Thursday, 11 August 2016
The Calculus of Hatred
I don't know what it's like to be a Muslim in Australia. In fact, I don't know what it's like to be a Muslim full stop. What I do know, though, is what it's like to be an Asian growing up in an Australia dominated by racial politics.
I came to this country when I was two years old, landing in what used to be the rough and tumble neighbourhood of Surrey Hills. Some of my earliest memories are of drunks stopping me and my mum in the street, bowing and saying, "kon nichi wa", or shouting "Ching Chong Wah" into my face as they walked past.
The leftist narrative of the nineties says that John Howard attempted to garner popularity and unite the country by appealing to deep-seated and long-held cultural anxieties, calling for an end to multiculturalism and insisting that newcomers to Australia conform to Australian values and ideals. I don't know how accurate this is and I don't care - the whole thing strikes me as meaningless anyway. On the face of it, demanding that Australians be accepted and regarded as Australians and that they act accordingly sounds like a politically expedient truism that shouldn't do any real harm. I'm pretty certain that's what Howard and his people thought it was. As a concept, it's so vague as to feel completely unreal. What does feel real, though, is the subsequent ascent of the far right and Pauline Hanson.
The real world consequences, for me, were mild enough. Having to put up with 'Asians Out' plastered on walls in pretty well every neighbourhood, every conversation eventually turning to race, and reasonably regular, but not usually serious, violence. Looking back, I can sort of see it as a parabola, peaking some time around the millennium before taking a slow and steady nose-dive into the realm of bad dreams half-remembered.
Of course, it's all come back to the surface now, and I remember, with startling clarity, exactly what it's like to be the focus of the kind of negative attention Muslims are receiving today. Every day, just like for everyone else, is a collection of small - laughably small - negative incidents. An insult yelled out of a car window, filthy looks in pubs, the news constantly reminding people that you exist and aren't welcome, fist fights at bus stops and your friends and relatives being insulted, snubbed, called upon to justify their existence to complete strangers and, sometimes, spat on and abused.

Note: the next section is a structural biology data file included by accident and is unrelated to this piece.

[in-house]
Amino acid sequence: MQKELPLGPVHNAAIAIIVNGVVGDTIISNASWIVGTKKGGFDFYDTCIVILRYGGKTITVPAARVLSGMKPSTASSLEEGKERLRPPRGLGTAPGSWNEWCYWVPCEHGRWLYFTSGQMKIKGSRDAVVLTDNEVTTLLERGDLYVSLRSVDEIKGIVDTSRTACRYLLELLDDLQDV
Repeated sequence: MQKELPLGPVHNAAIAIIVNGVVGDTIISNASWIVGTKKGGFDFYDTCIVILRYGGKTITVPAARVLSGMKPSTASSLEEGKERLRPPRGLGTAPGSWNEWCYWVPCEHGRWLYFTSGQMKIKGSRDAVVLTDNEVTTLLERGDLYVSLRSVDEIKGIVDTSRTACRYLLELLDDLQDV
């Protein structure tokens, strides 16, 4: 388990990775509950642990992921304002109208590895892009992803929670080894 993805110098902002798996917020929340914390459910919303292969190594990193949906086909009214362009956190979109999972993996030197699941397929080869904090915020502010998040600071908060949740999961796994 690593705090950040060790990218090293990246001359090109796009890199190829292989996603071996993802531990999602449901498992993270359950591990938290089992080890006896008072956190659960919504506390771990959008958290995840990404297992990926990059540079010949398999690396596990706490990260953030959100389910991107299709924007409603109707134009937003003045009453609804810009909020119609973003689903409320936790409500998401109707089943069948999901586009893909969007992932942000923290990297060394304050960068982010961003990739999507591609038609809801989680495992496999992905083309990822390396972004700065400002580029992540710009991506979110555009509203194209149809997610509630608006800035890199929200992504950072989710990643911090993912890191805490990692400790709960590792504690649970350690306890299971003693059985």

In terms of the negative contacts that most people face on a daily basis, all of this is pretty small. The difference is, though, that it's constant. And more than that, it's very easy to get the idea that it's institutionally acceptable - that the majority of your adoptive country might shake their heads and tut but, at some level, they're okay with it. It's just how things go. It used to be the Italians, now it's you, now it's the Muslims, and next year it'll be some other group. This makes it okay - it's just the hazing ritual every newcomer has to go through and this is right and just and why don't you just develop a sense of humour for God's sake and get over it?
And you do - if you're not to go completely insane, you learn to laugh at it all. To play on it, to revel, in fact, in being the one who pre-empts the racist joke. But there's a part of you that knows you're being a shameful clown, that you are pissing on your heritage every time you join in on racist banter because you're tired of fighting, that you are a disgrace to yourself, the place from which you've come and the place in which you are.
And then there's the fact that every single insult and indignity you swallow pours another tiny dram of hatred into your heart, and inches you just that little bit further away from the community you so desperately love, admire and want to be a part of. And eventually, your cup runneth over, and you look up one day and discover that you are so far beyond the pale that you can't even watch television or read a newspaper without feeling like an alien in your own home.
Which is why I don't care about red or blue, left or right, who's to blame, or long, pointless conversations where people exchange half-baked, poorly understood factlets about Islam, Arab history, colonialism, or whatever else has been dragged into the half-arsed narrative we pre-chew and spew out to poorly explain complex ideas to the public.
The essential thing for me is that we're on the upturn of that parabolic procession again. Heedless of the past, we are creating yet another generation of newcomers to this country who will remember, always, that their existence rests on a precarious knife-edge of potential bigotry. Who are aware that the person smiling at them today was very likely the same one who threw food at them out of a car window yesterday, and may do so again tomorrow.